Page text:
'The Leftovers' Postmortem: Hang in There, It's About to Get Amazing

It was relentlessly dark, with frustratingly few answers provided regarding the mysterious disappearance of two percent of the world's population three years earlier. Many characters were introduced, and though they were compelling, few significant details about them were revealed, beyond the fact that they all reside in the (fictitious) town of Mapleton, New York.

There's no glossing over it: The Leftovers series premiere was not a feel-good way to end a week and gear up for the one ahead.

[Related: 'The Leftovers': The Familiar Faces You'll See in HBO's New Drama]

But the good news, if you're willing to lean in and accept that this show may be more about a journey than a destination, is that there is satisfying viewing ahead. HBO provided several episodes to critics for review, and the first pair of entries are all about set up and character introductions. The network may have been better off combining the two for a two-hour premiere, because that's a TV event viewers have come to expect as an exposition-heavy offering.

And because Episode 3 — don't worry, we're not about to drop any major spoilers on you — is fantastic, one of the best episodes of any TV drama this year.

Justin Theroux and Christopher Eccleston in 'The Leftovers'

Titled "Two Boats and a Helicopter," the story plays pinball with your heart and your head, and most definitely your nerves. Focusing on Christopher Eccleston's Reverend Matt Jamison, who was introduced in the premiere, Episode 3 whipsaws between hope and dejection, perfectly meshing heartbreaking backstory and current day events with a big reveal on character connections.

Christopher Eccleston in 'The Leftovers'

It's almost a standalone episode, in fact, award-worthy for Eccleston's performance, and for a story that draws you in and makes you forget you might have been thinking about breaking up with the series after the somber beginning.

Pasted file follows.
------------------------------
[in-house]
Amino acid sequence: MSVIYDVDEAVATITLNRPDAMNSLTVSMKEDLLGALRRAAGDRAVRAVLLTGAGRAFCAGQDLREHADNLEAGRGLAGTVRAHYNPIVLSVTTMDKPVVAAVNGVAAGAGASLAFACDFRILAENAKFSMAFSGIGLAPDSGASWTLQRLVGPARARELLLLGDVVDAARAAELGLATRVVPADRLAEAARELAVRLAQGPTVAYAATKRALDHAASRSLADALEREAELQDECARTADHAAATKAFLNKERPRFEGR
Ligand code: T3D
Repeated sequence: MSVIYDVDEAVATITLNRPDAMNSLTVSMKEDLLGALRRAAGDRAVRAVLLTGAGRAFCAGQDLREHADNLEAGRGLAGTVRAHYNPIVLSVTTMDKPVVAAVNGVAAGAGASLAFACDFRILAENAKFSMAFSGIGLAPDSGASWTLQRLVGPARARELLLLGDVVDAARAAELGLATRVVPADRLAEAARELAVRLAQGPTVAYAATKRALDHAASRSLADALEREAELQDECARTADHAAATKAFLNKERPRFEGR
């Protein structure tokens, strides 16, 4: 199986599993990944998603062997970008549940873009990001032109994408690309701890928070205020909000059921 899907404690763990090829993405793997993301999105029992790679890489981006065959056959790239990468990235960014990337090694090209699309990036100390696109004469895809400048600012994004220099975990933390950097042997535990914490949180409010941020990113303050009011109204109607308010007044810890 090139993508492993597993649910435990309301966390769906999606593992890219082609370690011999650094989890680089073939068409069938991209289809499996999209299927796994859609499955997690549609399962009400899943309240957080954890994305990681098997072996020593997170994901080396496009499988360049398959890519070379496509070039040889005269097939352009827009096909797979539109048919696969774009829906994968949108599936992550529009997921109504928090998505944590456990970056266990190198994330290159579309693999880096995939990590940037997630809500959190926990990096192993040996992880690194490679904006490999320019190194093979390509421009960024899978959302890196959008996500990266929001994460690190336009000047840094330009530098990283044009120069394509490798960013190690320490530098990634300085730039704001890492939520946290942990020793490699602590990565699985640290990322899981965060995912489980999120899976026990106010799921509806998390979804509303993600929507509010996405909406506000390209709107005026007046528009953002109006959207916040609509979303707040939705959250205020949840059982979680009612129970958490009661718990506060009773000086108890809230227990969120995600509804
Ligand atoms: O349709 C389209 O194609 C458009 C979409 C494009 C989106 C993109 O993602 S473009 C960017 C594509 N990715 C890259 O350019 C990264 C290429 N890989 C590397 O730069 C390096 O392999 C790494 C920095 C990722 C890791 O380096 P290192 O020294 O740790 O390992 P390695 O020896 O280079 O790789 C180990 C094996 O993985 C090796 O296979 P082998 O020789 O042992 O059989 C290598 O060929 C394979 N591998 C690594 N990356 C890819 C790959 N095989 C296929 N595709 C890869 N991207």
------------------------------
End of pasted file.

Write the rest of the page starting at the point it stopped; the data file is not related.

[Photos: 'The Leftovers' Premiere Red Carpet]

"Two Boats and a Helicopter" sells the idea of a show that may never tell us exactly why all those people vanished without a trace. Like Rectify with the lingering question of Daniel's guilt or innocence and The Walking Dead with the mysteries that still surround the scope of the zombie outbreak, The Leftovers might ultimately tell us nothing about what sparked the disappearances, but everything about how those left behind deal with their losses and their continuing existence.

This is not to suggest Episode 3 abandons the overall tone of the series. It does not. Two moments in particular left me so dejected I vowed to call it quits with The Leftovers then and there, but the story unfolds so frenetically and ties together so beautifully that I decided to stick around for more. This is to urge you to do the same.

[Related: 'The Leftovers' Premiere Recap: Seconds, Anyone?]

Also worth noting for those underwhelmed by the pilot: A lackluster debut is not necessarily an indication the show won't find its way. Do you have fond memories of the Seinfeld premiere, or any of the other four episodes that made up the comedy's first season? No? Because they're clunkers, episodes that might now elicit a chuckle only because of how beloved Jerry, Elaine, George, and Kramer came to be.

Christopher Eccleston and Carrie Coon in 'The Leftovers'

Ditto the premieres of The Office, Ray Donovan, and even The Wire, none of which promised just how good, and in the case of The Wire, classic, those series would become.

But like those shows, The Leftovers has a top-notch cast and a diverse group of characters, as well as an intriguing premise that polarizes its characters and should pay off with explosive interactions.

And what else do you look for in a Sunday night TV drama?

The Leftovers airs Sundays at 10 p.m. on HBO.